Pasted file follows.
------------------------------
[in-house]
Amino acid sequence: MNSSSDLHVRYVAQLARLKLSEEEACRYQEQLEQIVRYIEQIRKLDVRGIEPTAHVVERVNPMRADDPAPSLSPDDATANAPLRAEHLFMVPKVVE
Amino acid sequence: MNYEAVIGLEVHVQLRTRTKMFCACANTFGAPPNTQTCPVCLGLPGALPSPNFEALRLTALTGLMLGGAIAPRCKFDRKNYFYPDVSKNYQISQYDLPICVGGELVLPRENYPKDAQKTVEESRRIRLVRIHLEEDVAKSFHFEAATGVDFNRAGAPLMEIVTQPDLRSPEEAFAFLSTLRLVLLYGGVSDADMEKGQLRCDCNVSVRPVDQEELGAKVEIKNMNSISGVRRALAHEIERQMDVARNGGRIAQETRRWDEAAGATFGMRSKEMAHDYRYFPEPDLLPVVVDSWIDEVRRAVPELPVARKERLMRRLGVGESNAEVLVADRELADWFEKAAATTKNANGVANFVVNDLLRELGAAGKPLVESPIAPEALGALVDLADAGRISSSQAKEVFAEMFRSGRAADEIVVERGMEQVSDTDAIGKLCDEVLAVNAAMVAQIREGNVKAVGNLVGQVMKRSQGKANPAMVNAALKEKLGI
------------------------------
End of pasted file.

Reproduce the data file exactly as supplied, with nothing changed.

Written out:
[in-house]
Amino acid sequence: MNSSSDLHVRYVAQLARLKLSEEEACRYQEQLEQIVRYIEQIRKLDVRGIEPTAHVVERVNPMRADDPAPSLSPDDATANAPLRAEHLFMVPKVVE
Amino acid sequence: MNYEAVIGLEVHVQLRTRTKMFCACANTFGAPPNTQTCPVCLGLPGALPSPNFEALRLTALTGLMLGGAIAPRCKFDRKNYFYPDVSKNYQISQYDLPICVGGELVLPRENYPKDAQKTVEESRRIRLVRIHLEEDVAKSFHFEAATGVDFNRAGAPLMEIVTQPDLRSPEEAFAFLSTLRLVLLYGGVSDADMEKGQLRCDCNVSVRPVDQEELGAKVEIKNMNSISGVRRALAHEIERQMDVARNGGRIAQETRRWDEAAGATFGMRSKEMAHDYRYFPEPDLLPVVVDSWIDEVRRAVPELPVARKERLMRRLGVGESNAEVLVADRELADWFEKAAATTKNANGVANFVVNDLLRELGAAGKPLVESPIAPEALGALVDLADAGRISSSQAKEVFAEMFRSGRAADEIVVERGMEQVSDTDAIGKLCDEVLAVNAAMVAQIREGNVKAVGNLVGQVMKRSQGKANPAMVNAALKEKLGI